Dakota Garilli’s poem is reminiscent of the old dance between attraction and repulsion–fear of death and fascination with it.
The Snail Poem
Common pond snail, Roman snail, helix aspersa, lake limpet, ramshorn snail, zebra, Great Malaysian
trumpet, trapdoor snail, apple snail, Sulawesi, horned nerite, Great African land snail, Planorbidae,
bladder, tadpole, pouch. At some point you learned it—snails are much cuter than slugs. You
watched snails scooch up the bricks of your grandmother’s stoop and the flaking black railing that
bordered your father’s apartment. You saw them in Lyndhurst and Wyckoff and Sparkill and even
that one time in Greece. Though slow, you would call them “majestic.” You never once threatened to
break their shells. Unlike slugs, who left slime all over your gravel and blacktop—they got the
Morton salt. You’d sit under a streetlight and watch them explode, question their chemistry, pour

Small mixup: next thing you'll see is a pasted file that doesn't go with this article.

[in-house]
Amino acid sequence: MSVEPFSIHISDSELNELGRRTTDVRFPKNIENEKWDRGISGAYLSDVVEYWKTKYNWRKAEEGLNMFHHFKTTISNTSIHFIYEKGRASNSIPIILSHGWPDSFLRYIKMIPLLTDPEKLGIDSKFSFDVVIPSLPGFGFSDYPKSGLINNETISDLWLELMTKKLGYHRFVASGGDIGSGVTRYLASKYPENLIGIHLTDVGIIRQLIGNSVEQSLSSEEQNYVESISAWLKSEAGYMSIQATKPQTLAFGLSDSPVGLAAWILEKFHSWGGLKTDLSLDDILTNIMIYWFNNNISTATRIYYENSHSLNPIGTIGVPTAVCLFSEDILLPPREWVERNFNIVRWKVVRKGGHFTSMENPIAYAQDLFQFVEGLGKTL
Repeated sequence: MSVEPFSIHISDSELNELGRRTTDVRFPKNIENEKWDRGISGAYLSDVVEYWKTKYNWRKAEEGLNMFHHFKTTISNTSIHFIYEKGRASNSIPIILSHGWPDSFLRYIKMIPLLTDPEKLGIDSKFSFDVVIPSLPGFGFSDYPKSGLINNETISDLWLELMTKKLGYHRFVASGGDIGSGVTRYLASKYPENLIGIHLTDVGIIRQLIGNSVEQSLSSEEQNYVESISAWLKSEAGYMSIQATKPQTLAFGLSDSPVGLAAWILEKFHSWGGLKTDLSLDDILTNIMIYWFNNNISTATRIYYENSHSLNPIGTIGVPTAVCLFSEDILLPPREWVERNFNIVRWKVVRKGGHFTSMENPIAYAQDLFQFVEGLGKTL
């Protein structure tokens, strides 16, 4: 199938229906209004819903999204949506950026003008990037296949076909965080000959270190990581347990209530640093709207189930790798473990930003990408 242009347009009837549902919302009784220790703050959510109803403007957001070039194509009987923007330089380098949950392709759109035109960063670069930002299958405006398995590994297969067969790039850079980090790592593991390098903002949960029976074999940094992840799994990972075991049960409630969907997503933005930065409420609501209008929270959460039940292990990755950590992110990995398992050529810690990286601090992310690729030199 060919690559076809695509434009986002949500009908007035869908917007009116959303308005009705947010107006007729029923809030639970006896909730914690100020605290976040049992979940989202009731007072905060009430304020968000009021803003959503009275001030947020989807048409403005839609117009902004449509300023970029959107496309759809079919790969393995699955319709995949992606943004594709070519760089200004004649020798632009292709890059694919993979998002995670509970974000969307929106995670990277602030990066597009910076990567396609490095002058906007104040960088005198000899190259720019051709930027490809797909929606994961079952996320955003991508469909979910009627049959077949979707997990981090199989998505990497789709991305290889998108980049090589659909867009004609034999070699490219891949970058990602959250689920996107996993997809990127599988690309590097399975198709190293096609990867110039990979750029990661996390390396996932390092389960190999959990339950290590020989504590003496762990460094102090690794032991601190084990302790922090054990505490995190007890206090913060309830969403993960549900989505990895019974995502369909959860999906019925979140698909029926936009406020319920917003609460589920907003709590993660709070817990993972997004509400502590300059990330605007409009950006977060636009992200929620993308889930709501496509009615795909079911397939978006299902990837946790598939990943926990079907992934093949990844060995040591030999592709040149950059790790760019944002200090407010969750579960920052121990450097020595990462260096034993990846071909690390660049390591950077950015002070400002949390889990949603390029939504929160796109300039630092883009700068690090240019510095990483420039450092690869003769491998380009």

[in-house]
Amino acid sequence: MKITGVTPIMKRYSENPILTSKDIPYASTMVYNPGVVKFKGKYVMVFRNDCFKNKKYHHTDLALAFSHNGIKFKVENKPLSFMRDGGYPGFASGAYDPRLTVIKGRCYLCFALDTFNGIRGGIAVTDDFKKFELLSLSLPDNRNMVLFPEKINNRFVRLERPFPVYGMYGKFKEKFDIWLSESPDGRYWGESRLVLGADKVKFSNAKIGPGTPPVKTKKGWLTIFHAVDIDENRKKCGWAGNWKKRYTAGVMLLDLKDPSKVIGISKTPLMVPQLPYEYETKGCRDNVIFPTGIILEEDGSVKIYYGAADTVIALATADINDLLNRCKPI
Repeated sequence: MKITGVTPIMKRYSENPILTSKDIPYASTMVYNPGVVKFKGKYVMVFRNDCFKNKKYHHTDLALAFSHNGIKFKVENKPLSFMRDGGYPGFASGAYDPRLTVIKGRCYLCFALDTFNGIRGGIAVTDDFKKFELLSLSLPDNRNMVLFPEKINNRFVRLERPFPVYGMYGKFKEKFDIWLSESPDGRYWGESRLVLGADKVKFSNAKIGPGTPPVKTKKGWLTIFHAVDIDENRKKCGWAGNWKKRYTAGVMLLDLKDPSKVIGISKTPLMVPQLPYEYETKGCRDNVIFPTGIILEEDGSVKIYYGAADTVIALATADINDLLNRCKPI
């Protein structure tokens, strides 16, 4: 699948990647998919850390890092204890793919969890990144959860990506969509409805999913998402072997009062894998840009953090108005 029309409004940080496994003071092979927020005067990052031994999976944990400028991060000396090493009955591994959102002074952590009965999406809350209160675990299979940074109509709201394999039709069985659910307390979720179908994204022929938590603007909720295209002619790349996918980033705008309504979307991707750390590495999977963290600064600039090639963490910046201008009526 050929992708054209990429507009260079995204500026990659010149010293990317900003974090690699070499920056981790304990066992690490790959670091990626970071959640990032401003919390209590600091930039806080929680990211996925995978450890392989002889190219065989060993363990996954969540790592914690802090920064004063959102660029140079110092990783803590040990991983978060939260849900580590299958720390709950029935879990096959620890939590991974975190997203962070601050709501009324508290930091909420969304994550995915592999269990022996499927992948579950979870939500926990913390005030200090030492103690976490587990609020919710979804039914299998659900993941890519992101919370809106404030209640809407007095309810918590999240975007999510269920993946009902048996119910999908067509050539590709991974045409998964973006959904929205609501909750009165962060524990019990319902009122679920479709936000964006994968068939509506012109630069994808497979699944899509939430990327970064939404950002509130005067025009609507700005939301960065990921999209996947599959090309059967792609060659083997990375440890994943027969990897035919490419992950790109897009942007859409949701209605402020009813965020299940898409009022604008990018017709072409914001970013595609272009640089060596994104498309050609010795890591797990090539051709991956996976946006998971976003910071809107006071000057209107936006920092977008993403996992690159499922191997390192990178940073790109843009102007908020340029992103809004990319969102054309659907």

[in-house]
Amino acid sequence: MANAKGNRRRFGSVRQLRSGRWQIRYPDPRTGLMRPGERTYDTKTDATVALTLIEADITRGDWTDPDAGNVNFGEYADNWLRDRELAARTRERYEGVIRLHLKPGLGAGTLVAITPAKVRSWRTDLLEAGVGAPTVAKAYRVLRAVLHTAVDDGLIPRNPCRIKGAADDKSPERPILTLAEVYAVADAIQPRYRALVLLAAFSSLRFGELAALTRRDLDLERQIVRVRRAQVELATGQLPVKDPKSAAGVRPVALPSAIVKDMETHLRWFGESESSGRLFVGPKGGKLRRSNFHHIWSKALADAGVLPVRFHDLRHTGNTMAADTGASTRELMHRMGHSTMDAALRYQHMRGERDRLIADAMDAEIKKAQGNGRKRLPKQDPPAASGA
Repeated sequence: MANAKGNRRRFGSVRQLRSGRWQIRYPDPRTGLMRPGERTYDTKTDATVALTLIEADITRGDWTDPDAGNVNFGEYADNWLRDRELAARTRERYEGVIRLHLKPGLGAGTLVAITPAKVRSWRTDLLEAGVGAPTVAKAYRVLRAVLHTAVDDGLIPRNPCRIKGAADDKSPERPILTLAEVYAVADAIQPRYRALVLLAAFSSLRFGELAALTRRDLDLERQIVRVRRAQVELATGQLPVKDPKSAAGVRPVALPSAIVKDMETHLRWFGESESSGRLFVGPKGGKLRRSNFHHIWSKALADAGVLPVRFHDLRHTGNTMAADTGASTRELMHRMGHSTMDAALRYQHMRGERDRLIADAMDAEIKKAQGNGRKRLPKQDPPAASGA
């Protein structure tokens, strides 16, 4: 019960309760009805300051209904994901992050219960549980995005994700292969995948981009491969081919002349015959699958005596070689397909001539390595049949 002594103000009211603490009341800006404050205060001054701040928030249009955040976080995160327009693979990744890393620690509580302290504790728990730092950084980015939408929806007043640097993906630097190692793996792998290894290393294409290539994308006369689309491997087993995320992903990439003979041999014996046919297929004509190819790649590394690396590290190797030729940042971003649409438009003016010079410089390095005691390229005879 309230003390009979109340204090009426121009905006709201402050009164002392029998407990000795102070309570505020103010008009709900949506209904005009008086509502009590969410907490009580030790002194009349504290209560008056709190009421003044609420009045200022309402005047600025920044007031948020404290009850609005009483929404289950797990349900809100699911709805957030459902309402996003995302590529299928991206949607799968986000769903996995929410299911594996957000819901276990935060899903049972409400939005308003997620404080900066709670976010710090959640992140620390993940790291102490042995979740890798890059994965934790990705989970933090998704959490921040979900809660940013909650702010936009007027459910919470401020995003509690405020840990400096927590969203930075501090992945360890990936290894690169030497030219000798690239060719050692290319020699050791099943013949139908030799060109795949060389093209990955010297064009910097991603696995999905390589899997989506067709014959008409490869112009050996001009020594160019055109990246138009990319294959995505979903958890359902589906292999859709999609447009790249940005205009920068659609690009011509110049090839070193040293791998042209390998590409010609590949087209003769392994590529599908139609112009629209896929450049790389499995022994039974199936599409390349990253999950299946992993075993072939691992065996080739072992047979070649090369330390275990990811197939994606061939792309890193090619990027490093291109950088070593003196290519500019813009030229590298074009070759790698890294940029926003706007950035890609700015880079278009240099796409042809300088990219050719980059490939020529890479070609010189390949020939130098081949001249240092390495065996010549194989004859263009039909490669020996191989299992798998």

something about their green mottled skin. Like the time at your grandmother’s viewing before all
the cousins showed up. Your mother was teaching you something like lacquer. Something Irish.
Another man might call it strength, but don’t let him put words in your mouth. She said: “If you have
to cry, do it downstairs in the bathroom.” Remember this story for your therapist. Close with the
Morton girl in her slicker skipping the stratosphere, that purple umbrella inverted.
Editor’s Note: Dakota Garilli’s published poetry with us before. Read his “Because He Reads the Bible.”
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